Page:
True Films

How to do it

All In This Tea


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Take something as simple and ordinary as tea, then dig deeply into its roots to show that it is far more complex, subtle, varied, challenging and interesting than you would have ever believed. That’s the recipe for a delicious documentary, and this one delivers. A fanatical tea drinker in California becomes a connoisseur of fine teas, and then goes on to restore now forgotten traditions of organic artisan tea growing in China. Along the way he reveals the fascinating intricacies of how tea is hand-crafted, almost like a bottle of wine. This low-key journey into the hinterlands of China will completely transform your idea of tea.

– KK

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All In This Tea
Les Blank, Gina Leibrecht
2007, 70 minutes
$2, Amazon Instant Video rental

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Posted December 20, 2012 at 5:00 am | comments


The Dog Whisperer


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People have dogs with uncontrollable behavior. They’ve been to obedience school, and have tried every trick they can find, and they still can’t control the dog. After years of “bad dog” blues they are ready to give up. Then they call Cesar Millan, the dog whisperer, to their home, and five minutes after he walks through the door he has the dog in perfect control. An hour later the astounded owners have reformed the bad dog to good dog. It doesn’t matter how weird, ferocious, demented, and neurotic the dog is, the dog whisperer can fix them almost instantly. The hundreds of transformations in this series are endlessly fascinating, kind of like magic tricks, as the owners keep saying, “I can’t believe it!” It’s quickly evident the owners are the ones who are weird, ferocious, demented and neurotic, and so the series manages to be constantly entertaining (it is now up to 4 seasons on National Geographic) because you are watching people confront themselves. As the dog whisperer says, “I rehabilitate dogs, and I train people.” Of course, there are tons of insights into dog behavior and guidelines for keeping you sane and your dog lovable.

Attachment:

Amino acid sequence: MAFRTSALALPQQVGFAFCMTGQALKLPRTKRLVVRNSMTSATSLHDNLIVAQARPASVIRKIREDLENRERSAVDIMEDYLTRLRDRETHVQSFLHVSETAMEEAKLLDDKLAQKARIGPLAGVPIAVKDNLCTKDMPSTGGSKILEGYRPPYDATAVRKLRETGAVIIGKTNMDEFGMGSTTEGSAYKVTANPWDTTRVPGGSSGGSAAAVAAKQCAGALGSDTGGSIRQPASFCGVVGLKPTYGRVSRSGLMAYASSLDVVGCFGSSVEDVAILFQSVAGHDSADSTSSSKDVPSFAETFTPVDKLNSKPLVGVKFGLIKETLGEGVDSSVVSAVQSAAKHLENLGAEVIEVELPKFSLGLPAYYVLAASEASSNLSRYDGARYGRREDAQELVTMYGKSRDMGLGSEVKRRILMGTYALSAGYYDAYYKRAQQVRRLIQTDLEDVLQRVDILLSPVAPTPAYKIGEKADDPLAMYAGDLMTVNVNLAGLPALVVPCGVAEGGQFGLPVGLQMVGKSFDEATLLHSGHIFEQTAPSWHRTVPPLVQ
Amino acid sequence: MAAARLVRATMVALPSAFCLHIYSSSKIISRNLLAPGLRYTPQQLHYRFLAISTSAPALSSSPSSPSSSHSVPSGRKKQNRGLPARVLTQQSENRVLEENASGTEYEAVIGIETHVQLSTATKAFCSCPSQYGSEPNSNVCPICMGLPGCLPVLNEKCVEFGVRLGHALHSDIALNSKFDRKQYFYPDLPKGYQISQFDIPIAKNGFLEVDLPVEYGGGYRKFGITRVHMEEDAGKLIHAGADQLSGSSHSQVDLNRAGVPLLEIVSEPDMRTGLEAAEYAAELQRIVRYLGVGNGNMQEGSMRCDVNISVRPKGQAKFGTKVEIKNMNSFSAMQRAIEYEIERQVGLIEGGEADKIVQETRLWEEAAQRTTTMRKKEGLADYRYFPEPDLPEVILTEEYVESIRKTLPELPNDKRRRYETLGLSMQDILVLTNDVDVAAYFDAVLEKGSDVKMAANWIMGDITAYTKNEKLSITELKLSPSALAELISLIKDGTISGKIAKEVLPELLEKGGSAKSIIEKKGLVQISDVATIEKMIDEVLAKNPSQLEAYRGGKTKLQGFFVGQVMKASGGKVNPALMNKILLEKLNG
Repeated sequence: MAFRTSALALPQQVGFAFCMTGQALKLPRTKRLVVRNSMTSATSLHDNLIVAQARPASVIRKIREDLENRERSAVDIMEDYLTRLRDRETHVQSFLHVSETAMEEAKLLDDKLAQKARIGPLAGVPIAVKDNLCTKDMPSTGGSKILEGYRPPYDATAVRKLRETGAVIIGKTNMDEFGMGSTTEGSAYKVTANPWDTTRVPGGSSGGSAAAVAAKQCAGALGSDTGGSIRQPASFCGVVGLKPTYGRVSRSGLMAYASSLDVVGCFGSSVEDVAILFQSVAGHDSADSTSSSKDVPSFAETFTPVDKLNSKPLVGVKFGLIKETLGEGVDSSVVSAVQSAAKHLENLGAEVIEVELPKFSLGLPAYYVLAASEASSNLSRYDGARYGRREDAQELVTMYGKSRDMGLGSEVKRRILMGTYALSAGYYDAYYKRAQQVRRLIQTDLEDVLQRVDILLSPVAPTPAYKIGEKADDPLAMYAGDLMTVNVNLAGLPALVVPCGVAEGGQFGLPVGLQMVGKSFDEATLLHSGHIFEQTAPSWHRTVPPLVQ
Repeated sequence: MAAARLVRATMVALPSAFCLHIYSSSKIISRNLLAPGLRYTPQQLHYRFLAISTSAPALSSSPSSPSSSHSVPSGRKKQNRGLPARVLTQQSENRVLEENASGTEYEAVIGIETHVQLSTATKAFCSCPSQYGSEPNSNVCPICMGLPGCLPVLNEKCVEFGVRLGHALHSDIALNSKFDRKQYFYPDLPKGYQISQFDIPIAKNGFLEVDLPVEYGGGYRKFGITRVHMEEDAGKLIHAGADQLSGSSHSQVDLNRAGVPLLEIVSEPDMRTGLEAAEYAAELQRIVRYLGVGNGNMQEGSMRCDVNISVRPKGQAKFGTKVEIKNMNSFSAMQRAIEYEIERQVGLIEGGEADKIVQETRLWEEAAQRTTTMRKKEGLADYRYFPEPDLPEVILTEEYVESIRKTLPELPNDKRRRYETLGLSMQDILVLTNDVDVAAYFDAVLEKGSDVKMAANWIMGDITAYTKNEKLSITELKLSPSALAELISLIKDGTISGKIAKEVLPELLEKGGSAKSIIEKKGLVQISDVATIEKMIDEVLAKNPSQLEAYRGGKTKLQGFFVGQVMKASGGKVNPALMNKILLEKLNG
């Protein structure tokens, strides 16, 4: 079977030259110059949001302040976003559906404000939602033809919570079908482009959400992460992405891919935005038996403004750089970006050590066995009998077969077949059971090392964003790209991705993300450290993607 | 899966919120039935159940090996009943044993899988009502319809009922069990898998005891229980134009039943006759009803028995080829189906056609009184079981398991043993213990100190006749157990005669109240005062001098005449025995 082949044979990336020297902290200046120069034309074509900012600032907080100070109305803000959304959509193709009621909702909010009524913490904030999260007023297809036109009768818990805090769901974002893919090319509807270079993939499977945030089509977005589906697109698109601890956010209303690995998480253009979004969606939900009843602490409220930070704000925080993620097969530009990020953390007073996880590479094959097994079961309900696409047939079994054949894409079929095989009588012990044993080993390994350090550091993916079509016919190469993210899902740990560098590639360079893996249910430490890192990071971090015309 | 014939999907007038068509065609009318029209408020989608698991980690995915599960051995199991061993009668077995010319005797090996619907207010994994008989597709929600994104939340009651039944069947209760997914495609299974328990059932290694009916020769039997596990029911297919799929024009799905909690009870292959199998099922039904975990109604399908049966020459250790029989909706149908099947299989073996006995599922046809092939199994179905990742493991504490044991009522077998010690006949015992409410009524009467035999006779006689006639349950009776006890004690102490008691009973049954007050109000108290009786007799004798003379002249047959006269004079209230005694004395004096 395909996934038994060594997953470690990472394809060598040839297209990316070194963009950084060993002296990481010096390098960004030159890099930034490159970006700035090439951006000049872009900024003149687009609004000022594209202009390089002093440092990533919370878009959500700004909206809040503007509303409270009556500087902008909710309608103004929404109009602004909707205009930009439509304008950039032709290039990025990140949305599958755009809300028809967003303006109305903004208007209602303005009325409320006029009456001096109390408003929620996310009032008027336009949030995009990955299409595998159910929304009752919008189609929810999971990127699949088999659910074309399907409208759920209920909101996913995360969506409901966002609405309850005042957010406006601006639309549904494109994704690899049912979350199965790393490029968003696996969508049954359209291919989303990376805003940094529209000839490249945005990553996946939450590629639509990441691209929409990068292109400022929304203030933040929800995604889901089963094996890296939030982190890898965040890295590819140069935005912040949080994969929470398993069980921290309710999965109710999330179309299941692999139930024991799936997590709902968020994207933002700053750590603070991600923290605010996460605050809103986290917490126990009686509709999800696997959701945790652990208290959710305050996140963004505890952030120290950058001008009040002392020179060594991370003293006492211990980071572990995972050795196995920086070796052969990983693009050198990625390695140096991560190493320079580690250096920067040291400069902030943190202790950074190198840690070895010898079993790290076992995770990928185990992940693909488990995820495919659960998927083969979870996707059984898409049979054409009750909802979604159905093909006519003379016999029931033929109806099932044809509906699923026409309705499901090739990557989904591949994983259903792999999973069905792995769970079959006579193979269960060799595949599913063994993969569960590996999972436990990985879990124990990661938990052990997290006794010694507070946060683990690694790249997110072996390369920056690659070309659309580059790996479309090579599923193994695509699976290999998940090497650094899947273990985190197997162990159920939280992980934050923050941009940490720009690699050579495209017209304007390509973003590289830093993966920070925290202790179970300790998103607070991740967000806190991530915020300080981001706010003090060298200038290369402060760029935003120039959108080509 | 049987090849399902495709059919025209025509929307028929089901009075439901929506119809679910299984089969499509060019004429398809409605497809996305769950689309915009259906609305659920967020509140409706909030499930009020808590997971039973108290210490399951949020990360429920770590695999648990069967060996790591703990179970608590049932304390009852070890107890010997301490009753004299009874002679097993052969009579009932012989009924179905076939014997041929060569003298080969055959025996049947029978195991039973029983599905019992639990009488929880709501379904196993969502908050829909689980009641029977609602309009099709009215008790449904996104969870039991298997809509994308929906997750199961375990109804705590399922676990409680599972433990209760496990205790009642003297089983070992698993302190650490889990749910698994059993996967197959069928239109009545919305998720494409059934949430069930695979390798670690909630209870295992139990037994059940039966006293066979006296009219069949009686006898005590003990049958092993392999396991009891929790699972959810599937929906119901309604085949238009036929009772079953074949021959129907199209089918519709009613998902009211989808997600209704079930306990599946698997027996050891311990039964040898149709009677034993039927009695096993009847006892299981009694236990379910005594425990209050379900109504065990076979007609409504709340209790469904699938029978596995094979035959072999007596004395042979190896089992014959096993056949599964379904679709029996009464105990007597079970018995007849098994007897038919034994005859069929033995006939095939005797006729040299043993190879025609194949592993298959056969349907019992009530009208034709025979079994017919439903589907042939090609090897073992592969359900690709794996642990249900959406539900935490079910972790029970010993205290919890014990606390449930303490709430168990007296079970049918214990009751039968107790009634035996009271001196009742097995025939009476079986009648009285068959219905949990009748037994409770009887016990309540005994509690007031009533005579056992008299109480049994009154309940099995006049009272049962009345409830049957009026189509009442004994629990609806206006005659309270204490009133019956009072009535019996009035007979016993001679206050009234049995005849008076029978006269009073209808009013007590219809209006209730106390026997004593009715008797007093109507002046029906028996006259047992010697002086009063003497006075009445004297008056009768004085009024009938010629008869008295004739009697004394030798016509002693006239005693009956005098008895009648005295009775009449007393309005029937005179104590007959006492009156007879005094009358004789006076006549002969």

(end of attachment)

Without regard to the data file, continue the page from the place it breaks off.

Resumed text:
– KK

The Dog Whisperer: Season 1
Cesar Millan
2004, 662 min
$2 per episode, Amazon Instant Video

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Posted August 27, 2007 at 5:09 pm | comments
| in category How to do it


Survivorman


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This reality series ceaselessly re-runs on the Discovery Channel, but is also available on DVD for those who are tv-less. The seven documentaries pit a dour Canadian survivalist against various extreme live-or-die situations. For instance our hero finds himself in a life raft adrift at sea, or stranded in the middle of the desert with a broken bike, or alive in a crashed plane in the arctic. In this show the survivalist is all alone with minimal gear (a competing survivor man has a film crew with him). This survivorman carries a multi-tool, a snack or two, and some odds and ends — and two complete sets of video cameras and tripods. With these he’ll film himself as he barely survives for one week eating bugs, starting fires with sticks, and finding his way to rescue. Backpacking the 55 pounds of camera gear and keeping the film going turns out to be almost as hard as keeping the fire going. Despite his constant whining about how hard everything is, the series is entertaining and slightly educational. He never slows down enough for you to learn exactly how to roast a snake, but you’ll pick up the survival principles he constantly harps on: don’t panic, keep warm, get water and look for food last. Just knowing that you really can start a fire by twirling sticks if you persevere for 20 minutes as he did might come in handy someday.

– KK

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Survivorman
Les Stroud
2007, 405 min.
DVD, 2 discs, $13

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Posted August 21, 2007 at 9:09 pm | comments
| in category How to do it


A Map for Saturday